Psychiatric Drug Facts via :

“Most psychiatric drugs can cause withdrawal reactions, sometimes including life-threatening emotional and physical withdrawal problems… Withdrawal from psychiatric drugs should be done carefully under experienced clinical supervision.” Dr. Peter Breggin

Oct 25, 2012

Adverse events, including fatalities, are under-reported for children

via Archives of Internal Medicine:

Serious Adverse Drug Events Reported to the Food and Drug Administration, 1998-2005
Thomas J. Moore, AB; Michael R. Cohen, RPh, MS, ScD; Curt D. Furberg, MD, PhD
Arch Intern Med. 2007;167(16):1752-1759. doi:10.1001/archinte.167.16.1752.
an excerpt:
"A disproportionate share of adverse events occurred among elderly patients, while fewer than expected were reported among children younger than 18 years (Table 3). Children younger than 18 years accounted for 25.8% of the total US population but accounted for 7.4% of the reported serious adverse events. After adjusting for a lower likelihood of taking prescription drugs, the 7.4% of events reported in children remained lower than the 13.8% expected, based on the population size adjusted for medication use. read here

Image not available.
The above study seems to demonstrate that adverse events children experience due to  FDA-approved prescription drugs  are under-reported.  Indeed, the authors state, "estimates of what fraction of serious events were reported to the AERS vary between 0.3% and 33%, depending on event, period, and drug. However, the reporting requirements, definitions of serious events, and other fundamentals of the system were unchanged throughout the study period."  
This acknowledgement that a minority of adverse events are reported overall, means that the number of adverse events, including fatalities from FDA-approved drugs in children is seriously under-reported.  The number of children having adverse events including fatalities from prescription drugs is even higher than this report quantifies. We know that three of the top 15 drugs causing fatalities are neuroleptics, or antipsychotics, and one is an SSRI antidepressant, drugs which are prescribed off label to children; reporting of adverse events and fatalities due to FDA-approved drugs prescribed off label needs to become mandatory.  
The reliance on teratogenic drugs to treat vulnerable children with emotional and behavioral problems is a direct result of the illegal marketing of psychotropic drugs for off label use.  This is not ethical medical care, it is not an evidence based practice; only a Standard Practice because it was voted on by the same professionals who continue to vehemently defend their "prescribing rights,"  the psychiatrists who are members of the American Academy of Child and Adolescent Psychiatry and the American Psychiatric Association.  The cost for off label prescriptions continues to be funded by illegally billing the prescriptions to Medicaid; an ongoing crime that is  defrauding of the American people.  The drugs themselves may be helpful to some children, but that fact is not a justification for ignoring the drugs' teratogenic effects which have the potential to disable and kill the children that take them!  Why we are not tracking the number of vulnerable children who are disabled or killed by the adverse effects of FDA approved drugs prescribed to them off label? It seems unethical, despicable; morally reprehensible really.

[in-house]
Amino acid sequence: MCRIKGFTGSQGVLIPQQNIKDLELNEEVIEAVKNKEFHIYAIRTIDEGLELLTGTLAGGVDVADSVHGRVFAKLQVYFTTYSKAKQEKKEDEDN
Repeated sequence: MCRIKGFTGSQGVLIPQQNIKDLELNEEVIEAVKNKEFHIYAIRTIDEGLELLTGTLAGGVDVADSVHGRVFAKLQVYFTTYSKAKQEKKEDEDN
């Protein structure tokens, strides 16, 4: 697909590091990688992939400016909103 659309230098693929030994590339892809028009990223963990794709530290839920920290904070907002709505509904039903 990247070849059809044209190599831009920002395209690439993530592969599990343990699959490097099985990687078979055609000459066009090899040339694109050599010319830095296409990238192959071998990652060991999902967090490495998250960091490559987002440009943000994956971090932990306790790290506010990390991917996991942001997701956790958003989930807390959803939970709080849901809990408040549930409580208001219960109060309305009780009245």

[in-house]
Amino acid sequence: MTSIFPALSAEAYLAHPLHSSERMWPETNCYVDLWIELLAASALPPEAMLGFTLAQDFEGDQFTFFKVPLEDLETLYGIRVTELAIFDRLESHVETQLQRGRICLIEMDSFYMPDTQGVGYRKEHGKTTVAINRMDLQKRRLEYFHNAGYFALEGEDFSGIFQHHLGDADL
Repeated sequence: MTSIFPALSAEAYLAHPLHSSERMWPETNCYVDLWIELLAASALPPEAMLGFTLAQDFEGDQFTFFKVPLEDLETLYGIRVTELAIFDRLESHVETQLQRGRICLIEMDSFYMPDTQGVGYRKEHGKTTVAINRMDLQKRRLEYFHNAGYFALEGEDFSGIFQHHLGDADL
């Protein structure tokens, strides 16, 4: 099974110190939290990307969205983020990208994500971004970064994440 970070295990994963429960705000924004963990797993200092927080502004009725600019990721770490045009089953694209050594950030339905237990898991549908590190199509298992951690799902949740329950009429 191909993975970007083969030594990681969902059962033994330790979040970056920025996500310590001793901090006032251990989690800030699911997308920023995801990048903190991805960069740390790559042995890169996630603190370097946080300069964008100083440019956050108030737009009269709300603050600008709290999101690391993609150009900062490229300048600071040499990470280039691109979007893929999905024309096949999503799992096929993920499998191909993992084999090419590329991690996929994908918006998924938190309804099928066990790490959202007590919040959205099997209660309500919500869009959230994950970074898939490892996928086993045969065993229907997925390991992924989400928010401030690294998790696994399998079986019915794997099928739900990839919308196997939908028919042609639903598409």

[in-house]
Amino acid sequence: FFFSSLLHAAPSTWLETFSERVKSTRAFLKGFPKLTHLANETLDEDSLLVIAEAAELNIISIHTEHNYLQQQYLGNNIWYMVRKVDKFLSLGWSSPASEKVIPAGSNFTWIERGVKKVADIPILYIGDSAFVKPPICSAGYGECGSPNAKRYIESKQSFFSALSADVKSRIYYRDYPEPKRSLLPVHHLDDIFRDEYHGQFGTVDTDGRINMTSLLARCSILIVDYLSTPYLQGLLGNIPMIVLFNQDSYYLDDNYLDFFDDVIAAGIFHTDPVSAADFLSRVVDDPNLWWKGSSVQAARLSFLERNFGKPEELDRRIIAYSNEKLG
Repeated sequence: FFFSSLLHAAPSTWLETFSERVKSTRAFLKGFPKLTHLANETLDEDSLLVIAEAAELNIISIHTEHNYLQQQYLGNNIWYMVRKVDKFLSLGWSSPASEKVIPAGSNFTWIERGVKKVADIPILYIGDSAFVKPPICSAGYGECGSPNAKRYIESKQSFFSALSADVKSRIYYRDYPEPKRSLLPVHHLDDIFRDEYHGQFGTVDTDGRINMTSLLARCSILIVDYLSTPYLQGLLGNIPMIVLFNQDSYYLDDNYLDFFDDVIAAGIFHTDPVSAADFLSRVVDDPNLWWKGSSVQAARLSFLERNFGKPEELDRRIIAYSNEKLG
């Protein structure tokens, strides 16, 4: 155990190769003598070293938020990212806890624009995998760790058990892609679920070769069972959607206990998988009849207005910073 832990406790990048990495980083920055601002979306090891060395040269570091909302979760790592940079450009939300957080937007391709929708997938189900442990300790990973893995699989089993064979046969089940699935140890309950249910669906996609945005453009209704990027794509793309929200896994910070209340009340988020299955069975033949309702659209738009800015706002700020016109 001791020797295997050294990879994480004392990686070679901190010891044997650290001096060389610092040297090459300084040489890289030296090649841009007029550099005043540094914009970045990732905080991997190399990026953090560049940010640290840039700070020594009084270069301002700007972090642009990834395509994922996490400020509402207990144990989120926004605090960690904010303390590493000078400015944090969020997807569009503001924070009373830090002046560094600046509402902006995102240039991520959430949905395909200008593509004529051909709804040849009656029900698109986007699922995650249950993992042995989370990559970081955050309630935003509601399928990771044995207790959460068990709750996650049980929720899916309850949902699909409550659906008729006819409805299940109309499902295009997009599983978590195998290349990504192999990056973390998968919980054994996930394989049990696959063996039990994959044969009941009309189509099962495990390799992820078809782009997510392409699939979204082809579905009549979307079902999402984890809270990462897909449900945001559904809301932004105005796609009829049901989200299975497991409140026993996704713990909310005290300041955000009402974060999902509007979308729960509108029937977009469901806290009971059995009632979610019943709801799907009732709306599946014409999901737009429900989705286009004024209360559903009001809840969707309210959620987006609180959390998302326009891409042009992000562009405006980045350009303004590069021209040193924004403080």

via 1 Boring Old Man: 
psychotropic talking points?…
Posted on Monday 17 September 2012
a few excerpts:
"Purusing the American Academy of Child and Adolescent Psychiatry web site, I clicked on Advocacy and read: AACAP partners with our members in advocacy efforts at the federal and state levels to improve policies and services for children and adolescents with mental illness. We work to educate policymakers and administrators about issues affecting child and adolescent psychiatry and children’s mental health and regularly engage our members on pertinent legislation and regulatory activities.

"… and stopped laughing. I know the print is small, but I suggest actually reading all the words. I thought advocacy would be something lofty like the plight of children and adolescents, or maybe the guild [as in the restrictions of Managed Care]. But I honestly didn’t expect Talking Points for "off label" prescribing – just like I didn’t expect Talking Points for ignoring the Black Box warning [talking points?…]. I suppose it’s possible to argue that they’re lobbying for physicians’ rights to prescribe or that the medicines are vital for children, but that would be a rationalization extraordinaire [an adolescent defense mechanism described by Anna Freud in 1936]. I’m afraid they’re lobbying for the pharmaceutical industry. (emphasis mine)

"At this point, I’d enjoy a rant eg "Who are these people? The American Academy of Child and Adolescent Psychopharmacologists?" but I’ll try to remain civil. And I’m not going to go on and on with this vetting of their web site. I think I’ve read enough. The AACAP is heavily infected with the pharmaceutical bug as far as I can see, and I find that disappointing [to say the least]. I’ve lived under the delusion that the reason they won’t retract Dr. Keller’s 2001 article about Study 329 is peculiar, maybe not wanting to hurt the feelings of the authors, or the editor. I retract that naive theory. They’re in the game. I didn’t know that, and it makes me feel kind of sad. It’s an organization I’ve looked up to in the past. I guess things change, sometimes for the worse…" read here

photo credit here

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